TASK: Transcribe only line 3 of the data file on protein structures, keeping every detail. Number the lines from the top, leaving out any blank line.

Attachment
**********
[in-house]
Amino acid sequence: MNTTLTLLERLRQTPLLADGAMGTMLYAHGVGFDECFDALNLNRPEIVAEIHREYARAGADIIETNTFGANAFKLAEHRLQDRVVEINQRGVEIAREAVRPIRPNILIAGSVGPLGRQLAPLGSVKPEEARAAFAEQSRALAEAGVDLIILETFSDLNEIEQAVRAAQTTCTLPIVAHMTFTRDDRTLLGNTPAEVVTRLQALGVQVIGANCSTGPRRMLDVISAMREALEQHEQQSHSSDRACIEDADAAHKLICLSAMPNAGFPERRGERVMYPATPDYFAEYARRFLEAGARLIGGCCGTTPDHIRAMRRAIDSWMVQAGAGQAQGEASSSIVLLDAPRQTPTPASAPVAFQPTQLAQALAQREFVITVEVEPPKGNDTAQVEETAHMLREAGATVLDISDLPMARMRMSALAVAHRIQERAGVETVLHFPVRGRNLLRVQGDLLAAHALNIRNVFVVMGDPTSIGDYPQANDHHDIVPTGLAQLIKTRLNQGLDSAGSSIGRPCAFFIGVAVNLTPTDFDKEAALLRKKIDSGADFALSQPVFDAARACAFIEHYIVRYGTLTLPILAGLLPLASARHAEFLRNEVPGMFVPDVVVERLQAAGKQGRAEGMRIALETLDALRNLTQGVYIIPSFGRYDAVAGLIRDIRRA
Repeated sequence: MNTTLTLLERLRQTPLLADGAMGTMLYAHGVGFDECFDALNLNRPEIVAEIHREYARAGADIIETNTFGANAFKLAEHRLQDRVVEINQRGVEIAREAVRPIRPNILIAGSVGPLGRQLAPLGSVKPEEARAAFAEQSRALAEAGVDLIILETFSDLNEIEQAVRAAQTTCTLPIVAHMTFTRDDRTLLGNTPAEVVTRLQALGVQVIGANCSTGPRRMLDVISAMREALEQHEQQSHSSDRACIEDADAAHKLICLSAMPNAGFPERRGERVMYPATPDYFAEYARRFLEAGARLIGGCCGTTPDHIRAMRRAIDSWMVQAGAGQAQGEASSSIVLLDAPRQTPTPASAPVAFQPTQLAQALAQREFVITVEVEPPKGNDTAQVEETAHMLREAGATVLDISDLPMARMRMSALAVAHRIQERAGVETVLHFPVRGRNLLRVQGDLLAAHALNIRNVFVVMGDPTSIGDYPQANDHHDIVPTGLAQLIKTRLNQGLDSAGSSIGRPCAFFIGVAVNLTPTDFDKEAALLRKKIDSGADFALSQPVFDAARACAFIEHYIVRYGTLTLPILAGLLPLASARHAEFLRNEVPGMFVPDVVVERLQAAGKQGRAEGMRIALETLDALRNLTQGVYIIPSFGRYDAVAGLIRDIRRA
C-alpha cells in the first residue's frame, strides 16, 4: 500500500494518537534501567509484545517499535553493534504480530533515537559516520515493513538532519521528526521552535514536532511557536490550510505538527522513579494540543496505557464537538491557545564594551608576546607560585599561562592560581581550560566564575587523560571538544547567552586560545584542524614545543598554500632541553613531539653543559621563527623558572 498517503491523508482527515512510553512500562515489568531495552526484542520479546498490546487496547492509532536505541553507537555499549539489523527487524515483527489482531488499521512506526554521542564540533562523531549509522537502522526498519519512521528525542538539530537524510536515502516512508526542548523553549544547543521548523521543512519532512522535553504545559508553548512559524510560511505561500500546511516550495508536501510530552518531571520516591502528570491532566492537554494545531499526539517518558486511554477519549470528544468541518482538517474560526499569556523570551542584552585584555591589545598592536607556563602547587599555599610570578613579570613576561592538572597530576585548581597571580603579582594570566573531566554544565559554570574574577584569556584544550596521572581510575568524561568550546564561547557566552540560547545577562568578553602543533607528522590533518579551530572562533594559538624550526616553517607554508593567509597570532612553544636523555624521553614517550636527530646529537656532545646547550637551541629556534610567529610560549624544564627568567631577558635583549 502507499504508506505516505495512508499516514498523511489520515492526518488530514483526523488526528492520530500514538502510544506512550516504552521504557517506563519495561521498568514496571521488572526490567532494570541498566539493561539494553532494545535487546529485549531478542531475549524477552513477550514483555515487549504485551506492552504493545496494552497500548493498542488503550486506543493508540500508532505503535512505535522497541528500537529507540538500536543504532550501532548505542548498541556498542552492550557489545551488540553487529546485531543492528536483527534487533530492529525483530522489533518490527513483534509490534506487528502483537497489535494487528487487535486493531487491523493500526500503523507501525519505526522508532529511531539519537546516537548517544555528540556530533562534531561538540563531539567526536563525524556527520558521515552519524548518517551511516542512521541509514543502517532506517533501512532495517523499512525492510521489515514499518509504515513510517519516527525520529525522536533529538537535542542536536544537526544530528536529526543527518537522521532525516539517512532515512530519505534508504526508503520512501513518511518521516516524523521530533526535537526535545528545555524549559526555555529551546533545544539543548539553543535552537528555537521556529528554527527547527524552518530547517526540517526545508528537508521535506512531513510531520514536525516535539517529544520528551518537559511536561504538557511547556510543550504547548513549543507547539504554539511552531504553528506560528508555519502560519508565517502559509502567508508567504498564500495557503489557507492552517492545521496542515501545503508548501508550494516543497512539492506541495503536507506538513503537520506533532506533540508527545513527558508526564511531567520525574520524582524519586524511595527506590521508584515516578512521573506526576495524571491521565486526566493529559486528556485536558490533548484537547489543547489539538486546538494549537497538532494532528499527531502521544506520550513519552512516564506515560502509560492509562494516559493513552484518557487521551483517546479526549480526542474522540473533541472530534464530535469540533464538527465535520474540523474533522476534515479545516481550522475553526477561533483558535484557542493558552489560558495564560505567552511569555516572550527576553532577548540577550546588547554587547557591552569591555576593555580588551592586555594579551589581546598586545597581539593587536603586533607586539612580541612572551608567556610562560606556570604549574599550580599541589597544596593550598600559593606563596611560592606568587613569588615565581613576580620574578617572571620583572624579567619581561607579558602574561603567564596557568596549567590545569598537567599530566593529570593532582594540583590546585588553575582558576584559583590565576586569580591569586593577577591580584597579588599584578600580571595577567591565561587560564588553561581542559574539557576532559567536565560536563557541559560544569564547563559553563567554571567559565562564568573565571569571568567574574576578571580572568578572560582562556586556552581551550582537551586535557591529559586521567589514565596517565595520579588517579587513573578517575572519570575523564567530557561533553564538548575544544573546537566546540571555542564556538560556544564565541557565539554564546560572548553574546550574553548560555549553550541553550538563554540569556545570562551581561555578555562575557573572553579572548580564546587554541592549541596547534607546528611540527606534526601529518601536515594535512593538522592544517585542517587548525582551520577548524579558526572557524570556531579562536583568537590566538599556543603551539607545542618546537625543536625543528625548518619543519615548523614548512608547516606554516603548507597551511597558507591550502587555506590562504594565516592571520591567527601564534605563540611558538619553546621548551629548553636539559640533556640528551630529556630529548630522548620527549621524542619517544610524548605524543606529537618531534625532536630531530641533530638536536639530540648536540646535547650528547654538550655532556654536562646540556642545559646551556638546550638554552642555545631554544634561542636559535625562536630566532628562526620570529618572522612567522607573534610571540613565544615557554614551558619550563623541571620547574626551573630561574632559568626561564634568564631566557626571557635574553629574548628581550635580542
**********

Repeated sequence: MNTTLTLLERLRQTPLLADGAMGTMLYAHGVGFDECFDALNLNRPEIVAEIHREYARAGADIIETNTFGANAFKLAEHRLQDRVVEINQRGVEIAREAVRPIRPNILIAGSVGPLGRQLAPLGSVKPEEARAAFAEQSRALAEAGVDLIILETFSDLNEIEQAVRAAQTTCTLPIVAHMTFTRDDRTLLGNTPAEVVTRLQALGVQVIGANCSTGPRRMLDVISAMREALEQHEQQSHSSDRACIEDADAAHKLICLSAMPNAGFPERRGERVMYPATPDYFAEYARRFLEAGARLIGGCCGTTPDHIRAMRRAIDSWMVQAGAGQAQGEASSSIVLLDAPRQTPTPASAPVAFQPTQLAQALAQREFVITVEVEPPKGNDTAQVEETAHMLREAGATVLDISDLPMARMRMSALAVAHRIQERAGVETVLHFPVRGRNLLRVQGDLLAAHALNIRNVFVVMGDPTSIGDYPQANDHHDIVPTGLAQLIKTRLNQGLDSAGSSIGRPCAFFIGVAVNLTPTDFDKEAALLRKKIDSGADFALSQPVFDAARACAFIEHYIVRYGTLTLPILAGLLPLASARHAEFLRNEVPGMFVPDVVVERLQAAGKQGRAEGMRIALETLDALRNLTQGVYIIPSFGRYDAVAGLIRDIRRA